def parse_blogpost(self, response):
    hxs = HtmlXPathSelector(response)
    item = IsBullshitItem()
    # Extract title
    item['title'] = hxs.select('//header/h1/text()').extract() # XPath selector for title
    # Extract author
    item['tag'] = hxs.select("//header/div[@class='post-data']/p/a/text()").extract() # Xpath selector for tag(s)
    ...
    return item

Note: To be sure of the XPath selectors you define, I’d advise you to use Firebug, Firefox Inspect, or equivalent, to inspect the HTML code of a page, and then test the selector in a Scrapy shell. That only works if the data position is coherent throughout all the pages you crawl.

Store the results in MongoDB

Each time that the parse_blogspot method returns an item, we want it to be sent to a pipeline which will validate the data, and store everything in our Mongo collection.

First, we need to add a couple of things to settings.py:

ITEM_PIPELINES = ['isbullshit.pipelines.MongoDBPipeline',]

MONGODB_SERVER = "localhost"
MONGODB_PORT = 27017
MONGODB_DB = "isbullshit"
MONGODB_COLLECTION = "blogposts"

Now that we’ve defined our pipeline, our MongoDB database and collection, we’re just left with the pipeline implementation. We just want to be sure that we do not have any missing data (ex: a blogpost without a title, author, etc).

Here is our pipelines.py file :

import pymongo

from scrapy.exceptions import DropItem
from scrapy.conf import settings
from scrapy import log
class MongoDBPipeline(object):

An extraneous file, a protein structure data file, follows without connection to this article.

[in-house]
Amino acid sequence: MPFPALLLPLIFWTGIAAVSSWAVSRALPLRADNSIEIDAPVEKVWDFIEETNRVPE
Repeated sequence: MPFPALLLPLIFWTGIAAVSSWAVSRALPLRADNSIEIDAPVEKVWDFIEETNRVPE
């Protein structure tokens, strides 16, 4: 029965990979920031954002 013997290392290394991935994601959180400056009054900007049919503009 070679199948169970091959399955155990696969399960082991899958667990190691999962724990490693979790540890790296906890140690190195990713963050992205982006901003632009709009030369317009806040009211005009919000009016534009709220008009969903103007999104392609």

def __init__(self):
        connection = pymongo.Connection(settings['MONGODB_SERVER'], settings['MONGODB_PORT'])
        db = connection[settings['MONGODB_DB']]
        self.collection = db[settings['MONGODB_COLLECTION']]
        
    def process_item(self, item, spider):
    	valid = True
        for data in item:
          # here we only check if the data is not null
          # but we could do any crazy validation we want
       	  if not data:
            valid = False
            raise DropItem("Missing %s of blogpost from %s" %(data, item['url']))
        if valid:
          self.collection.insert(dict(item))
          log.msg("Item wrote to MongoDB database %s/%s" %
                  (settings['MONGODB_DB'], settings['MONGODB_COLLECTION']),
                  level=log.DEBUG, spider=spider) 
        return item

Release the spider!

Now, all we have to do is change directory to the root of our project and execute

$ scrapy crawl isbullshit

The spider will then follow all links pointing to a blogpost, retrieve the post title, author name, date, etc, validate the extracted data, and store all that in a MongoDB collection if validation went well.

Pretty neat, hm?

Conclusion

This case is pretty simplistic: all URLs have a similar pattern and all links are hard written in the HTML code: there is no JS involved. In the case were the links you want to reach are generated by JS, you’d probably want to check out Selenium. You could complexify the spider by adding new rules, or more complicated regular expressions, but I just wanted to demo how Scrapy worked, not getting into crazy regex explanations.

Also, be aware that sometimes, there’s a thin line bewteen playing with web-scraping and getting into trouble.

Finally, when toying with web-crawling, keep in mind that you might just flood the server with requests, which can sometimes get you IP-blocked :)

Please, don’t be a d*ick.

See code on Github

The entire code of this project is hosted on Github. Help yourselves!